Drive” (2007, Fox) feels like a “see what sticks” entry from Tim Minear, who co-creates the series with Ben Queen. It boasts good TV actors and movie character actors and one future superstar, and it has the high-concept premise of a secret multi-million-dollar illegal cross-country road race. That phrase could’ve been the centerpiece of a “Drive” drinking game, like “Dark Angel” had with “genetically engineered killing machine.”
Next” (Tuesdays, Fox) was originally scheduled for the 2019-20 midseason but was delayed till now because of the pandemic. That’s only a half-year delay, but it already seems so dated. For one thing, the notion of a dangerous artificial intelligence hasn’t been shocking in at least 50 years; even 30-some years ago, “Terminator’s” Skynet was a plot device. For another, a victim of the titular AI’s engineered car accident, a side character played by John Billingsley, uses a flip phone, making me wonder if “Next” wasn’t repurposed from the 2009-10 TV season.
For roughly the first half of the season, “Dark Angel” Season 2 (2001-02, Fox) is in a sophomore slump to match the inevitable ratings slump that goes with Fox’s Friday-night sci-fi dumping ground. Then it remarkably turns things around and closes even more strongly than in Season 1. Logan (Michael Weatherly) regains his Season 1 hairstyle and glasses, and newcomers Alec (Jensen Ackles) and Joshua (Kevin Durand) finally get episodes that make them fully realized members of the hero team.
The pandemic has wreaked havoc with fall TV scheduling (it’s hard to tell one socially distanced, masked story, let alone fill a slate with them), and also revealed that (no surprise) cable and streaming were better prepared with content in their pipelines than the networks. But while 2020 serves up the thinnest lineup in modern TV history, it’s not a total wash. Here are my thoughts on 13 notable fall premieres, along with a “Go Bananas” Level (on a 10-point scale) of how excited I am for the series. All times Eastern:
Ihad forgotten – or maybe not even fully realized – how good “Dark Angel” Season 1 (2000-01, Fox) is. When it aired, it was overshadowed by genre rivals like “Buffy the Vampire Slayer” that were doing notably special work. “Dark Angel” treads more familiar ground, creating a mythology out of the old sci-fi concept of genetically engineered people – namely titular heroine Max (Jessica Alba) — who want to live normal lives. But boy does it ever create post-Pulse 2019 Seattle in convincing fashion.
Adramedy starring Brittany Snow and produced by Jason Katims should be at the top of my list of must-see fall shows, but the preview for “Almost Family” (Wednesdays, Fox) looked somewhere between weird and bad. The pilot episode of this series based on the Australian show “Sisters” (and probably with less input from Katims than his past shows, like “Friday Night Lights” and “Parenthood”) turns out to be surprisingly not terrible. But it lacks a great hook or winning formula, which explains why the makers of the trailer had a hard time cutting together something that’s easy to define.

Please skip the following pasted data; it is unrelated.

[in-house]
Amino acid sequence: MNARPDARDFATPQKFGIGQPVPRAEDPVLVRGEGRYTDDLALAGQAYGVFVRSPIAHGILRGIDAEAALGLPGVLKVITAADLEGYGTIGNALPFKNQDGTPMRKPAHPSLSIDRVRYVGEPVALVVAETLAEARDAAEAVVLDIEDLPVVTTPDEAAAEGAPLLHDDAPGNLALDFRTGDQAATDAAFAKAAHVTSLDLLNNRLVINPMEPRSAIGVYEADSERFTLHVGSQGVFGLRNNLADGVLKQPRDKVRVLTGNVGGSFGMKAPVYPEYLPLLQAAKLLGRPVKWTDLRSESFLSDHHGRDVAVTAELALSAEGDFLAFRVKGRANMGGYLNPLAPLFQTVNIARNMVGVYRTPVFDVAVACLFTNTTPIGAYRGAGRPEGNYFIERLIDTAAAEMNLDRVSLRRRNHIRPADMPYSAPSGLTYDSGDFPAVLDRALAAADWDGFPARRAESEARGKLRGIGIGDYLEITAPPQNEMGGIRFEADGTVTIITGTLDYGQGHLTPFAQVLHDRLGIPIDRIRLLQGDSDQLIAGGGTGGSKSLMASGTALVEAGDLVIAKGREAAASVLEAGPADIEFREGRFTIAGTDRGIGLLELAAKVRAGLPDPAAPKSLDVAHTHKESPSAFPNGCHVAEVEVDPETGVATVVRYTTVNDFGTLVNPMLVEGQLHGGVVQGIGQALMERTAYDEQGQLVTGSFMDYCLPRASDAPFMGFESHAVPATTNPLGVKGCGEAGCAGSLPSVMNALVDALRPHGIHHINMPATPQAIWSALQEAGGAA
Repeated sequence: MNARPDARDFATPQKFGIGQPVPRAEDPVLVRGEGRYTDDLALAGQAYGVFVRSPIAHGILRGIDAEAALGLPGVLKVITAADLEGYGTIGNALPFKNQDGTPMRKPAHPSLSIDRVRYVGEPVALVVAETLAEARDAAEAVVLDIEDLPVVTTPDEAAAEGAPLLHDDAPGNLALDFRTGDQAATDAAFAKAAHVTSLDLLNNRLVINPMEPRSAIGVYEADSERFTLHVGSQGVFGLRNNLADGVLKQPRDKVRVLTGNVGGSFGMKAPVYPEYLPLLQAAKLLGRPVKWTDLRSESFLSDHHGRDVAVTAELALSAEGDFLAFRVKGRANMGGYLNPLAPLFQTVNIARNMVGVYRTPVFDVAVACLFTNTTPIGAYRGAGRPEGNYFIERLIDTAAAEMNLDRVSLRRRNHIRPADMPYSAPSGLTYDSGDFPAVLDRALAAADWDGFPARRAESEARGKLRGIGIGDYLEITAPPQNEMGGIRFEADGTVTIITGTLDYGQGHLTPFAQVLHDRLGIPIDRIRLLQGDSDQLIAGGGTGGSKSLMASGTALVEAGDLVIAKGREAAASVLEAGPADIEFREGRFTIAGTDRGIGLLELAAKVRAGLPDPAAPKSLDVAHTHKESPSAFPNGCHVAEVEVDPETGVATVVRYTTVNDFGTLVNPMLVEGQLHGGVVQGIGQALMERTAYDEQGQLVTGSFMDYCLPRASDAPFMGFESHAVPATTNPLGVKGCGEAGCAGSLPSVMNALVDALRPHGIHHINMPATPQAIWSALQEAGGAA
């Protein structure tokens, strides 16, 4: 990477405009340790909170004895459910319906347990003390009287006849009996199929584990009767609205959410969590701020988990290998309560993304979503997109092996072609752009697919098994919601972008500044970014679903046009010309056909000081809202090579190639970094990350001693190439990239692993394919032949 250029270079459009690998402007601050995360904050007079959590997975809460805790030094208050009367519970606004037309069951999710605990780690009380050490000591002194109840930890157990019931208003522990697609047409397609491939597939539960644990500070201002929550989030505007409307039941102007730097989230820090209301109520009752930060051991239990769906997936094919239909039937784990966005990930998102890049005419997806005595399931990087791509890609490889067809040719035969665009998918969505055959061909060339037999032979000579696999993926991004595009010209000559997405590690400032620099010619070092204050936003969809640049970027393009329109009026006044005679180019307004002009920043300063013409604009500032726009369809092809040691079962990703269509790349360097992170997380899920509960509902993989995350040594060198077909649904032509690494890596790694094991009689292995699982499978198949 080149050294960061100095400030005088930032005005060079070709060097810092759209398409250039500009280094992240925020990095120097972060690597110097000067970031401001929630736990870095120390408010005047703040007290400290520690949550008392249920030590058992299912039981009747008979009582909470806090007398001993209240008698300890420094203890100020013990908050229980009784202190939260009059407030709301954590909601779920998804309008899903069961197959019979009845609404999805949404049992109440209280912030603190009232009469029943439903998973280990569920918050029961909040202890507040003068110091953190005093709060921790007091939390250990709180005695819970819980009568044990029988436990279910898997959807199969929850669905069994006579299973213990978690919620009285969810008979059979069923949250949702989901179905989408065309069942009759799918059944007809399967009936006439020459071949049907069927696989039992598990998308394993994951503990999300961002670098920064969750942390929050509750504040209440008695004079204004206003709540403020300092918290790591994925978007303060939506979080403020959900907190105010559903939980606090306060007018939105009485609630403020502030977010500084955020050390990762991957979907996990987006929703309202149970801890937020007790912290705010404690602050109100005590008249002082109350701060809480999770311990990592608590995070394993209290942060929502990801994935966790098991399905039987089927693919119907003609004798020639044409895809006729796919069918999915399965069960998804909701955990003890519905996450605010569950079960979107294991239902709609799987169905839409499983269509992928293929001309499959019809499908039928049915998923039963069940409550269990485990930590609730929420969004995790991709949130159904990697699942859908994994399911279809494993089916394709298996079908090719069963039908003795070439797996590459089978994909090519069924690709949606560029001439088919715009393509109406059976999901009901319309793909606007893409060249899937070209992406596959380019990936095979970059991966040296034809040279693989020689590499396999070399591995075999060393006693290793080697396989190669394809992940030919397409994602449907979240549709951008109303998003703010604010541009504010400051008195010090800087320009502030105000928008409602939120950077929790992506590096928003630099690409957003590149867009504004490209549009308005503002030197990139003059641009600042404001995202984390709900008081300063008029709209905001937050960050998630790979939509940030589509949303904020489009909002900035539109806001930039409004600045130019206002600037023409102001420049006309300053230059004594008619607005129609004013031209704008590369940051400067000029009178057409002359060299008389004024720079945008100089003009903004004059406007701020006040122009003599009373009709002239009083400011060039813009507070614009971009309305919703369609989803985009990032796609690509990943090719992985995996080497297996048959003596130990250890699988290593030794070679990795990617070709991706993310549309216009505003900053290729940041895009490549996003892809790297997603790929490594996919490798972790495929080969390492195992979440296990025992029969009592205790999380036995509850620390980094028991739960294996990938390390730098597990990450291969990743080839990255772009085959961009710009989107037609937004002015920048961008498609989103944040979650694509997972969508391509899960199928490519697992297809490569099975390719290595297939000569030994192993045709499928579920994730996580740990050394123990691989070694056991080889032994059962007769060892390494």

Prodigal Son” (Mondays, Fox) does a lot of things right, but they are the same things a lot of other shows have done right. This serial killer procedural/ongoing mystery mix makes nice use of lived-in, almost rundown Big Apple buildings, and the relationships are well defined in the first episode, notably incarcerated serial killer Dr. Martin “The Surgeon” Whitly (Michael Sheen) and his son, profiler Malcolm Bright (Tom Payne, who plays “Jesus” on “The Walking Dead” but who looks way different without the beard and long hair).
Iwatched the trailers of some notable fall TV premieres so you don’t have to (but they are embedded here if you want to). Here are my thoughts on each, along with a “Go Bananas” Level (on a 10-point scale) of how excited I am for the series. All times Eastern:
The 2010s have been the decade of nostalgia, so much so that a genuine feeling of nostalgia doesn’t come up much anymore. The existence of – and the experience of watching – “BH90210” (Wednesdays on Fox) is a case in point. Seeing all seven major living actors from “Beverly Hills, 90210” (1990-2000, Fox) on screen together, as well as Tori Spelling and Jennie Garth watching the original show late in the pilot episode, does indeed kind of make me want to rewatch the original.
Gotham” (2014-19, Fox), which aired its final episode Thursday – and will likely draw more fans on Netflix in this age when shows are perpetually “new,” so I’ll discuss it in present tense — won’t be remembered as a top-shelf superhero franchise in this decade of superheroes. But I have to give it credit for being its own thing. It’s one of very few shows where if I hear someone say it’s horrible, and if I hear someone else say it’s great, I agree with both. Sometimes the quality wavers that much within one episode, and also, a lot depends on your mindset when tuning in.